John Callahan, 1951–2010: The Man from Whom Excuses Ran




John Callahan, 1951 – 2010

Original story on | Wednesday, July 28, 2010

As far as media figures go, quadriplegic cartoonist John Callahan wasn’t a pleasant man to look at or even learn about. It’s said that when he walked — or rather rolled – into a room, those of lesser character would inchworm the walls to the nearest exit.

My first exposure to John Callahan’s work came in the form of a cartoon entitled “Inconvenience Store,” which depicted an angry cashier pelting a customer with coins. I cut it out and have carried it with me for over 20 years. It hard to let go of how creatively empowering it felt to discover it, though to say that Callahan’s cartoons are an acquired taste is a colossal understatement.

John Callahan has been described as a once-mad alcoholic who wrecked a car early in life and was rewarded with quadriplegia, and as a spiteful cartoonist who offended everyone and picked especially upon the disabled. He’s been called a “survivor” with a blend of resentment and respect, mainly for forcing others to see the world through his eyes and watch him live in it. And live he did, diabolically.

Excuses darted around the man like squirrels in Central Park; Callahan could have speared one anytime and kept it for himself, but he made no excuses. He lived with a mouthful of un-chewable admonitions, yet he offered no justifications. He apologized to no one for his mean-spirited humor, yet was (mostly) always willing to stop and be good listener or explain a meaning. There was nothing beautiful about this guy’s life. He never seemed likable and was branded a misogynist. He drew cartoons with one dead, twisted arm guiding the other, and the result looked like it. He died of complications from bedsores (imagine how unhurried and horrendous that must have been!). And despite being a guy who would tell you to your face that your question is DUMB, he poked more fun at himself than anyone else. He was a vulnerable example of genuine recovery from alcoholism, of rebounding with purpose and of living without pity, which he viciously despised above all else.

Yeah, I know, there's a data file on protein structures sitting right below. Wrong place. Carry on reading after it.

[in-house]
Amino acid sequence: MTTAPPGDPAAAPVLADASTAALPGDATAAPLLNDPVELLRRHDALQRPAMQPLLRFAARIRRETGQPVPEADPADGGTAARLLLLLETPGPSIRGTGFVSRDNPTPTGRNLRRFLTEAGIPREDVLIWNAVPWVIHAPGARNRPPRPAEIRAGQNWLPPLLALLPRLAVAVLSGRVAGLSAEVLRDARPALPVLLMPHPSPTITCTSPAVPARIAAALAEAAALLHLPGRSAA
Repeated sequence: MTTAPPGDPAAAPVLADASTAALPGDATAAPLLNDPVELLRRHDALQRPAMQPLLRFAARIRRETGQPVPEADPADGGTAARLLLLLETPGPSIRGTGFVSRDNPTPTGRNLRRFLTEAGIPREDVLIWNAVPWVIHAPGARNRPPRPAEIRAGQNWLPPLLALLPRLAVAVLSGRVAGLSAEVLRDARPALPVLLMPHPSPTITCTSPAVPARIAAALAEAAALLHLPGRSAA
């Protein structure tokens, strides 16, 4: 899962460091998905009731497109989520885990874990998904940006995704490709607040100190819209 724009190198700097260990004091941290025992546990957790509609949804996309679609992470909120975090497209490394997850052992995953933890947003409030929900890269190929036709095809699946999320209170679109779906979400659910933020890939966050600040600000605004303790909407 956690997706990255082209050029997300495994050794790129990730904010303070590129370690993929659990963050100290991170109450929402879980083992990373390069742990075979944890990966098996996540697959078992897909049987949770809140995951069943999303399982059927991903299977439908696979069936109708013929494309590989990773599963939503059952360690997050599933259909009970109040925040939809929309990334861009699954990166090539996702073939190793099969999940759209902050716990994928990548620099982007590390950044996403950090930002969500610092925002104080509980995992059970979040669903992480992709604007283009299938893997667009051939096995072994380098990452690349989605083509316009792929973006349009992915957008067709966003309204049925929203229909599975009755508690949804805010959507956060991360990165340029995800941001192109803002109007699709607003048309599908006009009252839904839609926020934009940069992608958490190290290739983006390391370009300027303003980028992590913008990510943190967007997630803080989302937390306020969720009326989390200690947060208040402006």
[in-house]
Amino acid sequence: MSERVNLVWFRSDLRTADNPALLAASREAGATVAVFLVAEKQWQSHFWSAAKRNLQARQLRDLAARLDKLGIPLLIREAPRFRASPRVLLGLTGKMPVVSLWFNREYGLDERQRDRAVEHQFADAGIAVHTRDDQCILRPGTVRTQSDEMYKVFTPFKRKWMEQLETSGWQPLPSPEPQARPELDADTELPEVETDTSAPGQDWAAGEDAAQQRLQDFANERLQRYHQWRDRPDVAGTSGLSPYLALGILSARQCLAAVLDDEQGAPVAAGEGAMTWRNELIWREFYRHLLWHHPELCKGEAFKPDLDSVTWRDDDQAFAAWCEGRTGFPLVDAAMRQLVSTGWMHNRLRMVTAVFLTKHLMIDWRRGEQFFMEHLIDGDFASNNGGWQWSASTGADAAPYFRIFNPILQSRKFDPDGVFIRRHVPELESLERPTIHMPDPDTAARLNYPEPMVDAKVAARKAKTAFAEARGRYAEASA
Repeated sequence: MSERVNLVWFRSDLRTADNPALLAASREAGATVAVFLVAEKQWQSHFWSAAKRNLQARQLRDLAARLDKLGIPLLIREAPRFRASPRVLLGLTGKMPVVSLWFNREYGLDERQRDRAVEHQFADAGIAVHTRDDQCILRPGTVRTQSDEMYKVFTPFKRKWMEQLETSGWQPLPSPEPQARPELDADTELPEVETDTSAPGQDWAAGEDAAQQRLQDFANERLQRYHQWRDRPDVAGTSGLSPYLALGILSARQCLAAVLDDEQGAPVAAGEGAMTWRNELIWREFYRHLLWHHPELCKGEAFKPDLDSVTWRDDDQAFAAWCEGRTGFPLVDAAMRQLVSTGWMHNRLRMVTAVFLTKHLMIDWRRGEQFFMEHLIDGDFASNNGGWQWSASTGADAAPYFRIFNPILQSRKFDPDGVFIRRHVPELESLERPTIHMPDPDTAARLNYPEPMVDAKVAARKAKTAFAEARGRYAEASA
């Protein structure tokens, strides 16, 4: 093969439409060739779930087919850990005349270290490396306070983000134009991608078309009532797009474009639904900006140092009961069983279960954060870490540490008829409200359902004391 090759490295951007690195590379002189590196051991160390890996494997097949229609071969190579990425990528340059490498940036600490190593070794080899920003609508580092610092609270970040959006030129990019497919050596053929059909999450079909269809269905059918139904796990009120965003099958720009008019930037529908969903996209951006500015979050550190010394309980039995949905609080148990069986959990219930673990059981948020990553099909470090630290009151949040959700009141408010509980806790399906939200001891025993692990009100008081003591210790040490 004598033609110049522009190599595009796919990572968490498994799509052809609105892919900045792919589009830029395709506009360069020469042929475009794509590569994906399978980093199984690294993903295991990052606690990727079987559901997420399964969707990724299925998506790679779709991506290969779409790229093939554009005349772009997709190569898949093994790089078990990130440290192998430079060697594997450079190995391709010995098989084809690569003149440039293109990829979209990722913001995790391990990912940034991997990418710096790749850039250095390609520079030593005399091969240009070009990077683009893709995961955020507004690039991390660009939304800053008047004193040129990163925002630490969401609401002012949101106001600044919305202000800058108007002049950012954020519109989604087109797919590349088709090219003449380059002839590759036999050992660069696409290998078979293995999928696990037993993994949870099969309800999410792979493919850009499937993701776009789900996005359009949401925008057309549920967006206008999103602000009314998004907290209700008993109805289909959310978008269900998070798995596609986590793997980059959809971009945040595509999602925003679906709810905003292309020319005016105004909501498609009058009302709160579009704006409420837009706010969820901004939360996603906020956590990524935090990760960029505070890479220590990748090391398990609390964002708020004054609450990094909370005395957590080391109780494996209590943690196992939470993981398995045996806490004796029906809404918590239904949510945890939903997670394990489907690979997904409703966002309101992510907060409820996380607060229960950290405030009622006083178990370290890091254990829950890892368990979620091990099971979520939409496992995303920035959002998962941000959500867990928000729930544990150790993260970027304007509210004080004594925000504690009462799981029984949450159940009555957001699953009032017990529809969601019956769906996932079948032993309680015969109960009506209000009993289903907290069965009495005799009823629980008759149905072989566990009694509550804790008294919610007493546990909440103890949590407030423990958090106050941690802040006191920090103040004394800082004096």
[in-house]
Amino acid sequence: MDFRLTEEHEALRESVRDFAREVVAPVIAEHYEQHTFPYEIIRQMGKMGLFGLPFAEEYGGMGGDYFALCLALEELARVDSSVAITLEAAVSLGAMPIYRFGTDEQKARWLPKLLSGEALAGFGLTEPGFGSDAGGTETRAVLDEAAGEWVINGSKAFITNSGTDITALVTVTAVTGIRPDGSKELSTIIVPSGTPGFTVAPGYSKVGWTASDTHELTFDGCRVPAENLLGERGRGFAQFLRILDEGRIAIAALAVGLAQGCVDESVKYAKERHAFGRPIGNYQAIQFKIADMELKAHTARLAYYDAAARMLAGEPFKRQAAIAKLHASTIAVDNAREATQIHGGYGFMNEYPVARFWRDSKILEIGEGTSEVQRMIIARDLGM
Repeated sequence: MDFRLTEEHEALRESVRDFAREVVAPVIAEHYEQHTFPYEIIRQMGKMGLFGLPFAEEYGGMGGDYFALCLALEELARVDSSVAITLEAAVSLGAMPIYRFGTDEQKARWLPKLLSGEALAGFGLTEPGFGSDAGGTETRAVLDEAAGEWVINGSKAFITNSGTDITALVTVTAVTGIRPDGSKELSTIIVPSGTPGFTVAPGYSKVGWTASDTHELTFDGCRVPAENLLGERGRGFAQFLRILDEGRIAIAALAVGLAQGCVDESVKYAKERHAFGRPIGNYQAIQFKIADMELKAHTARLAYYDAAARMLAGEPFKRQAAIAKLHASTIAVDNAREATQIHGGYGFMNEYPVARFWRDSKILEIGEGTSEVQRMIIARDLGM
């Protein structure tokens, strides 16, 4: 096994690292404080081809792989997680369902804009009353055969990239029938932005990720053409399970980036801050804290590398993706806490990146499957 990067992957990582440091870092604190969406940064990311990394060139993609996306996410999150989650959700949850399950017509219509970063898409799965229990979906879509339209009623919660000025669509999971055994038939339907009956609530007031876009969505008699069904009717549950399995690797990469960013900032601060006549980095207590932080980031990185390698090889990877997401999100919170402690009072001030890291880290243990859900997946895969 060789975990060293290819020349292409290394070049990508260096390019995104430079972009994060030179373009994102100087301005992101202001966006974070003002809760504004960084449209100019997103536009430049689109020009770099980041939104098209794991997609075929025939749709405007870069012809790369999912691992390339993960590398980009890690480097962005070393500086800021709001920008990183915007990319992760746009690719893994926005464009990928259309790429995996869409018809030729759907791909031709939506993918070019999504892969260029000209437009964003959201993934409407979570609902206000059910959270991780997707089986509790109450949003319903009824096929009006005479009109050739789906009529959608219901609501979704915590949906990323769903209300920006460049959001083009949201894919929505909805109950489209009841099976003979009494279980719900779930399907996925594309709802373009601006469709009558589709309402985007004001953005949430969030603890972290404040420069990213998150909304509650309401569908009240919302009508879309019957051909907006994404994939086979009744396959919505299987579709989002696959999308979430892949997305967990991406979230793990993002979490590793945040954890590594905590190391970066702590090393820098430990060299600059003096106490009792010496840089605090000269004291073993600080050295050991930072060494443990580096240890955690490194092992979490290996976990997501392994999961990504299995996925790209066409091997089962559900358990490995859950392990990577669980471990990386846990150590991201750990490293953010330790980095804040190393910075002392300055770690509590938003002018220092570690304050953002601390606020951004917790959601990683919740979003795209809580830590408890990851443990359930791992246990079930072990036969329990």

His fellow cripples, drunks, musicians, and comedians, both little-known and famous, fiercely defended John Callahan. The psychiatric community and scholars alike saw him as a necessary wickedness.

Kara Germeroth, in a 1998 analysis published in the Howard Journal of Communications, considered whether Callahan’s “activist humor” could be a viable tool for changing society’s attitudes toward the disabled. The writing is so academic that it’s harder to read than Callahan’s cheeks, but the author must’ve won a prize for applying an obscure 1959 theory called “Perspective by Incongruity” to Callahan’s doodles. The disabled, at least the many who deeply cherished Callahan, would be more likely to join him in rejecting Germeroth’s somber examination of catheter humor.

There’s a lot more out there on the guy; Callahan is easily researched and a number of obituaries have been written for and about him. For my part, I’ll leave it at this: rest in peace, John Callahan, run as fast as you can, use those legs and run right over to wherever Christopher Reeve is and annoy the hell out of him.